It is helpful--essential--to understand the K.C. philosophy or to be familiar with our Gaudiya Vaishnava conceptual orientation, yet there is both theory and realization. Realization means acting on the basis of the theory, and in the higher stages, there is no difference between the theory and our application--bhakti becomes who we are, not just what we do for perfection. In a sense we become love--but not impersonally, we become love in action. "Love is as love does." Or "love is not a noun but a verb or action word." Krishna consciousness is the "great art of doing work", but it is work or activity done for the satisfaction of Krishna, not for our selfish interest. The Gita teaches us that the soul is never inactive.
I read today about the spiritual lamentation of Krishna’s dear devotees, the cowherd girls or gopis who felt their misfortune at being apart from Krishna. This brought to mind the lives of other great devotees who act as teachers or gurus who lament their "fallen condition" and forgetfulness of Krishna, while also aspiring for spiritual perfection. Lord Chaitanya's own prayers also express this. We can follow their example by also lamenting our fallen condition—which means knowing what we don’t want in our lives, as well as praying for spiritual progress and the service of Radha Krishna(where we want to go).
Dates seem irrelevant
words can be cliché
are old days good
or memory just selective?
Spiritual life is about change--and change for the better. Bhakti yoga in its nine main varieties headed by hearing and chanting about Krishna is meant to awaken our serving or dependent nature on the Lords of our hearts, Shri Radha Krishna. However, it takes time, effort and a whole lot of mercy. We have to keep on keeping on despite what appears to be a long time.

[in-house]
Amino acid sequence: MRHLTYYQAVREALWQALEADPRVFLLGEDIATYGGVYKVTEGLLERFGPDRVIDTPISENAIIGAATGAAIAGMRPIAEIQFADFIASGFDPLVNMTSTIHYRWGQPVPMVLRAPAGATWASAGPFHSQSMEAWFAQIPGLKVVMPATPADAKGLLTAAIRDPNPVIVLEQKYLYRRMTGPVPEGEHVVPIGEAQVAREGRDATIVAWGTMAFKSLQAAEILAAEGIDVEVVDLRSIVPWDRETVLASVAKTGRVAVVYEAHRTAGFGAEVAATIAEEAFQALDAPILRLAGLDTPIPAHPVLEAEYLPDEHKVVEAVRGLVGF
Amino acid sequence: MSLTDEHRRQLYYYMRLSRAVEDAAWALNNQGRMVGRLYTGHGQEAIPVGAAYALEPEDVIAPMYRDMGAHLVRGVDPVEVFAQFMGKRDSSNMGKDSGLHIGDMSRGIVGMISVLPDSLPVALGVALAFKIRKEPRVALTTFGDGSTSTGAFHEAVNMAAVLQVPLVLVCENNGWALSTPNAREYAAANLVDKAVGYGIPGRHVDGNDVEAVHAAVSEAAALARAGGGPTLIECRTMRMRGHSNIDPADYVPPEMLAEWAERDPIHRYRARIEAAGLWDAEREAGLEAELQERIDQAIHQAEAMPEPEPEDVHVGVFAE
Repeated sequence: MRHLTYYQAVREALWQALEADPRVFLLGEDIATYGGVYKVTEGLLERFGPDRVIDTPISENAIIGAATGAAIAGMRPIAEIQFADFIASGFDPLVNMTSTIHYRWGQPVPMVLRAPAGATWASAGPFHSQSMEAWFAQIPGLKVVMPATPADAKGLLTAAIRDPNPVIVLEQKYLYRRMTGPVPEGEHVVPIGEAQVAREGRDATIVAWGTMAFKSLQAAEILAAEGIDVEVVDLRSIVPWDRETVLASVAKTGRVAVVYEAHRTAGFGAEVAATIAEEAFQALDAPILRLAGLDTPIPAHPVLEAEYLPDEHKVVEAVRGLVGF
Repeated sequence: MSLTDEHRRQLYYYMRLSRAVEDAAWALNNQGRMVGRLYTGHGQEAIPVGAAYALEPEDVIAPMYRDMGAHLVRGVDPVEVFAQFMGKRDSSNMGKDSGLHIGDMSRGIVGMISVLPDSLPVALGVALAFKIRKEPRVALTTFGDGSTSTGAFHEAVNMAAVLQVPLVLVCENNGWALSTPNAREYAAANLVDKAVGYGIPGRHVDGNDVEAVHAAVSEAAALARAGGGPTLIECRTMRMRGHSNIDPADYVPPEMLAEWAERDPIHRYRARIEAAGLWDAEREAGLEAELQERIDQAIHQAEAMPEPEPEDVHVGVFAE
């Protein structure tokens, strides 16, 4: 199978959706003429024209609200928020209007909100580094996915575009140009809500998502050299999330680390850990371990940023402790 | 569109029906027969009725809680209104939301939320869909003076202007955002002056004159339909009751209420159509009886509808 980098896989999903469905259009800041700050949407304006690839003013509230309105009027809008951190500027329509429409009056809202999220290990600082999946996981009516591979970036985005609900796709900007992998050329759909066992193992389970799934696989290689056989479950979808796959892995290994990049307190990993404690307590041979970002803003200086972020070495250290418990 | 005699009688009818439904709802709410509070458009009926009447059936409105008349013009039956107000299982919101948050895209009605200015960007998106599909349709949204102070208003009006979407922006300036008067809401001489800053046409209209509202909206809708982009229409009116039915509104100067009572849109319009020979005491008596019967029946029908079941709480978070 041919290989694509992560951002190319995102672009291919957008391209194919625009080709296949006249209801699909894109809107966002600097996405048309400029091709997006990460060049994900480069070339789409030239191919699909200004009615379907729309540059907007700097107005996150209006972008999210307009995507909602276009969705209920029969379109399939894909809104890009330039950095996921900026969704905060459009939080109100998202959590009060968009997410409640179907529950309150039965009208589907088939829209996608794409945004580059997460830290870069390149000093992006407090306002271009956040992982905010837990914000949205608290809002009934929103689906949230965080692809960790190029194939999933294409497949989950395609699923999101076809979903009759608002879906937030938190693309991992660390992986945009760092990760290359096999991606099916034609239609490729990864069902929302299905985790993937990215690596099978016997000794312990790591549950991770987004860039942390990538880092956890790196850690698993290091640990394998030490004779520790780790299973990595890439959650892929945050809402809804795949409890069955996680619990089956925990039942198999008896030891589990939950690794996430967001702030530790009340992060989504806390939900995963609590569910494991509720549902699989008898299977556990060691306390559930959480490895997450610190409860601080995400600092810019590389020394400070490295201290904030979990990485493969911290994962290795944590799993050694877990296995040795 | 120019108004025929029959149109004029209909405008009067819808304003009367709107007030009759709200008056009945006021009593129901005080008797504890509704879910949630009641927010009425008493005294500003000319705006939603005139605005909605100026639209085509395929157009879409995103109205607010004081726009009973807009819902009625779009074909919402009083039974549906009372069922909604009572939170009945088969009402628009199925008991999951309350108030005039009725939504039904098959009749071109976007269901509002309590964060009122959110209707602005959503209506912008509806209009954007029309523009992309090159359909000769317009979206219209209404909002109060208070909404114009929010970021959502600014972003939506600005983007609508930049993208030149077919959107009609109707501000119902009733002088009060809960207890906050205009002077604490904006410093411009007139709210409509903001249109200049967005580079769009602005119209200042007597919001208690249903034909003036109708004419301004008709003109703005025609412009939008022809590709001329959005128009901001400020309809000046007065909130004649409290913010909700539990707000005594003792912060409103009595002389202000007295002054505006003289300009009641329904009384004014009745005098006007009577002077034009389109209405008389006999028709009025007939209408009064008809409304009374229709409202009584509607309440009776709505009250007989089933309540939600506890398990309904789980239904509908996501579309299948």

So many opinions
so little time:
Are we or is life
or very simple?
Both! Depending on
our nature and perspective.
A person or life is simple or complex
according to one's conditioned nature
which could be a blessing or curse
in different circumstances.
The songs of our great teachers (acharyas) instruct us about the character of those absorbed in transcendence. Thus we get a glimpse of their spiritual, compassionate vision--we can thus imagine what it must be like, and try to enter into it according to our capacity. They desire that everyone be overcome with the bliss of chanting the holy name of Krishna. This is true enlightened welfare work. Seeing the Universe's inhabitants as illusioned by the false promise of material enjoyment, Shrila Bhaktivinode Thakur, from his spiritual perspective, prays for everyone to lose all worldly desires by tasting the sweetness of Krishna's name (harinam).
Understanding even in theory that our true identity is spiritual--eternal, blissful, consciousness--or said negatively, that we are "not the body", is the beginning of spirituality. Though considered basic or "elementary" in our progressive spiritual life, the fact that we are not the physical body or mind but consciousness, is a matter of deep realization to understand.
By spiritual constitution we are all one--individuals of the same nature and family of God. We come into the material world and accept a false ego that tells us we are the material body, mind, intelligence and emotions, and that we should act for this selfish self interest. We believe we must compete with others for what we perceive as scare resources and facilities for survival and enjoyment.
At times we may feel like this: "How pitiful that although I believe in my and everyone's spiritual identity and also have experience of myself beyond the perishable body, I am still affected by the same selfishness."